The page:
Long-Running Yucca Mountain Debate Still Center of Nuclear Waste Fight
It's been more than thirty years since Yucca Mountain in Nevada was picked as the nation's nuclear waste site, and the state has been fighting the project ever since. Under President Obama, it got its wish.
Fast forward to the Trump administration, and that long-running debate is back on the table.
Pahrump, Nevada is one of the closest towns to Yucca Mountain, which sits in Nye County--one of the poorest areas in the state. Marilyn Davis moved there 18 years ago.
"There's a lot of history," she says. "There's a lot of good things that happened here."
Like many people in this small town of around 36,000, Davis supports opening the waste site.
"It will never have houses. There will never be people living there. So why not use it and do something useful with the property?" she asks.
Davis runs the museum and historical society in town. She strolls past historical artifacts to the central exhibit: the history of Yucca Mountain and nuclear testing.
"This is just an overall picture of what's actually Yucca Mountain," she says.
If you're wondering, Yucca Mountain is an actual mountain. The idea is that holes and tunnels would be drilled into it to hold the waste. Yucca Mountain has never actually housed any waste. Before the repository was defunded under the Obama administration, the feds spent the years before studying how the project would actually work.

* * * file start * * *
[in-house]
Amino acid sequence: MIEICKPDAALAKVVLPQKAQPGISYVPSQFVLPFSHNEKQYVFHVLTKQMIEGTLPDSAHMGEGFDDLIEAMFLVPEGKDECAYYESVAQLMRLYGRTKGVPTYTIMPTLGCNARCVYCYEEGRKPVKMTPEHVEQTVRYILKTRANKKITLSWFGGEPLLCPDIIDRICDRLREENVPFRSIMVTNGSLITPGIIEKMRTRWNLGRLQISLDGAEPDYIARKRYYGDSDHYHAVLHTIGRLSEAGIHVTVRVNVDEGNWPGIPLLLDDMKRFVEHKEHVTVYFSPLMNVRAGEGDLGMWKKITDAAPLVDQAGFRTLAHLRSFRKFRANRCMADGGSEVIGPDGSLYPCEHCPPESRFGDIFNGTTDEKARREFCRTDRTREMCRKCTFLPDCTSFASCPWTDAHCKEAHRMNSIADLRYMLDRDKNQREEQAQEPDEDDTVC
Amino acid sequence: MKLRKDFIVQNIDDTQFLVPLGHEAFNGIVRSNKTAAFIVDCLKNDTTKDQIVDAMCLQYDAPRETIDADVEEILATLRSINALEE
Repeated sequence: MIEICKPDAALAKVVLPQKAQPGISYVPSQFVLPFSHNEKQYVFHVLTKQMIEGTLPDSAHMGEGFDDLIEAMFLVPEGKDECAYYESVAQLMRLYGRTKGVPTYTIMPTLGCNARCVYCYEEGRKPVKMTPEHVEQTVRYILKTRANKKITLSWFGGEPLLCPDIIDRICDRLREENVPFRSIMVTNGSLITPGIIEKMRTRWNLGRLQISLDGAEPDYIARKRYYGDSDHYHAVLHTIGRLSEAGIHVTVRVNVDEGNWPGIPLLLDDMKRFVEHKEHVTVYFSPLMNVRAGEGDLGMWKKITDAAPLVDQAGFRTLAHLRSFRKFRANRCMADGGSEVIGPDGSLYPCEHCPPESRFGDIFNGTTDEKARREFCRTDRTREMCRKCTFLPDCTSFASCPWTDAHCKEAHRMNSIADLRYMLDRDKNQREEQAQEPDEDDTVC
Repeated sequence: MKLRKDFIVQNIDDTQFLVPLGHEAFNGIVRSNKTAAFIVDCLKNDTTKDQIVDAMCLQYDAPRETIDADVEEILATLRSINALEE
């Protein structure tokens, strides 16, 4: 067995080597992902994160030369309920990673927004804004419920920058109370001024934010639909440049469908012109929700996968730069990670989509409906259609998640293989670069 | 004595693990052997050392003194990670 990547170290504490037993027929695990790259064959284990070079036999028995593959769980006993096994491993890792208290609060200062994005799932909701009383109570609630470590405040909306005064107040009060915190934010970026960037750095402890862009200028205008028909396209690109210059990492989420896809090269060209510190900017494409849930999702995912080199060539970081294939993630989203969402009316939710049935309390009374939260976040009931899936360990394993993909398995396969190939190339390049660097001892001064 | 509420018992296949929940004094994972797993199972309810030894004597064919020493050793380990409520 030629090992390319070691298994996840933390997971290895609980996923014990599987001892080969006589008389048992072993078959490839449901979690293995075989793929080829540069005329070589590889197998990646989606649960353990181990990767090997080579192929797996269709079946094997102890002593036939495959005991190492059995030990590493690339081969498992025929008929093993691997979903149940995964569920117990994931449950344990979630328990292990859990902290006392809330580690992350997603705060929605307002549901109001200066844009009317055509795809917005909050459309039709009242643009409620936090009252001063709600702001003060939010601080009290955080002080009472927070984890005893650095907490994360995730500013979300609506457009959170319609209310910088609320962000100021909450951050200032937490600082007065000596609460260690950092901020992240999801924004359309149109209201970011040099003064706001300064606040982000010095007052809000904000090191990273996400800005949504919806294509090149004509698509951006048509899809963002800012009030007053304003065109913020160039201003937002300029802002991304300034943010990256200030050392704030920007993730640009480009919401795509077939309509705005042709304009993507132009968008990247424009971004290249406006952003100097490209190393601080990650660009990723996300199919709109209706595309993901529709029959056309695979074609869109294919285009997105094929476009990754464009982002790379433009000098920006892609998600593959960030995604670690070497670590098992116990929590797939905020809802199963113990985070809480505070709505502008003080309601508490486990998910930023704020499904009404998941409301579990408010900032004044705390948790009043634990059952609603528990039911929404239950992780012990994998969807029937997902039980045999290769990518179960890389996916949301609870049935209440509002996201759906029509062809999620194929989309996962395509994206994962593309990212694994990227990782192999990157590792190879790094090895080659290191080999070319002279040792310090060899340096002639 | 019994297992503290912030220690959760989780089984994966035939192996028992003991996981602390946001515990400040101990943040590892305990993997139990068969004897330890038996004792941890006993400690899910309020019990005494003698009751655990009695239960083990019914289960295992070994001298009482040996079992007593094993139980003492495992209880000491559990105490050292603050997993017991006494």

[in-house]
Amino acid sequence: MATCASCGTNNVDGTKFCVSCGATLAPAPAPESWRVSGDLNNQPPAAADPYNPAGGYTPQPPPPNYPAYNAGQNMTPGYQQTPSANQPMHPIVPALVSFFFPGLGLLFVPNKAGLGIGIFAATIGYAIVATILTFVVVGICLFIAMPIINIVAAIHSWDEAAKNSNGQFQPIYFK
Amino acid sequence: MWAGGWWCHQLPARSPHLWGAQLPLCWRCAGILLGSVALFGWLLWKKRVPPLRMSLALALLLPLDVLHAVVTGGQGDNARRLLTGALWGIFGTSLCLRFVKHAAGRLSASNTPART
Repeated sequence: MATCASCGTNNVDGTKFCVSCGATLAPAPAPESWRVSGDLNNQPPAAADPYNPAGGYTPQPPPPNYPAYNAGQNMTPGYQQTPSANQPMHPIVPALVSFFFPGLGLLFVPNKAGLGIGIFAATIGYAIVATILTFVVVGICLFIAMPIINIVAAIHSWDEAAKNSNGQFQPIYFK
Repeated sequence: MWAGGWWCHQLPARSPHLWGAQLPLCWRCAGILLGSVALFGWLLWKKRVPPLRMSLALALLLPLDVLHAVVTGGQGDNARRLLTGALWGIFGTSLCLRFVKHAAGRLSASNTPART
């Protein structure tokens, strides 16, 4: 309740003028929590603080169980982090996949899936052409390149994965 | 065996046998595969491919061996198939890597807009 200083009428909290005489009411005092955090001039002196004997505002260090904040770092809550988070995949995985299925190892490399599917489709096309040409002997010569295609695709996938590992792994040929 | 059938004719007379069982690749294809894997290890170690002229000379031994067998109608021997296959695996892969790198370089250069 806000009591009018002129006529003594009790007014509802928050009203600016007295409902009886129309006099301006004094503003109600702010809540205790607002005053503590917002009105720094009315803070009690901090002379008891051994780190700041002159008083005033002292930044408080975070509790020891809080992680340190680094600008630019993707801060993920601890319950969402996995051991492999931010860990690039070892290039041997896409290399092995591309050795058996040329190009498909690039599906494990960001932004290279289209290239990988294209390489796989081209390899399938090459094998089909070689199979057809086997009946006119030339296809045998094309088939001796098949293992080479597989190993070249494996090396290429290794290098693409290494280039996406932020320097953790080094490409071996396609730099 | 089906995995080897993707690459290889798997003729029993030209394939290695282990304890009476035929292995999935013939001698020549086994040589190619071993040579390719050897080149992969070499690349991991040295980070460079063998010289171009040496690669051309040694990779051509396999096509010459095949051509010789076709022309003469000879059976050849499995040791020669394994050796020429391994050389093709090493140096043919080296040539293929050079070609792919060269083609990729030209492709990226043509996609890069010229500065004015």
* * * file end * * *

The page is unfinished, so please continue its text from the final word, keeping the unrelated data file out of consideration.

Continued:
Down the road from the museum, Meghan Thomas manages a local hardware store. She's also a supporter of the project.
"Anything that would help our economy would be great," she says. "This town needs some fresh blood and some new businesses."
Thomas grew up in Pahrump and was a teenager when the project was defunded. That means much of the roughly 90,000 metric tons of the nation's nuclear waste continues to be stored where it's produced, in places like Florida and Ohio. And in the Mountain West, nuclear waste is stored in Idaho, Utah and Colorado.
The Trump administration says it just makes sense to have a central repository, and there's a lot of congressional interest in that idea. The U.S. House Appropriations Committee recently debated the issue, where Idaho Republican Mike Simpson proposed an amendment to re-fund the project.
"It is time to stop the needless delays in this process," he told the committee. "48 out of 53 of us on this committee have nuclear waste in our states."
He may want it out of Idaho, but not everyone in Nevada wants to take it. The Western Shoshone Nation says the land is sacred and should not be poisoned. And Nevada Democratic Senator Jacky Rosen has several concerns.
"It's hard to imagine that shipping over 5,000 truck casks of high-level nuclear waste over a span of 50 years won't result in at least one radiological release," she says.
Not to mention, she says that Yucca Mountain is next to the nation's largest Air Force live munitions testing area.
"So does it really make sense to transport and store our nation's nuclear waste right next to a military bombing range?" she asks.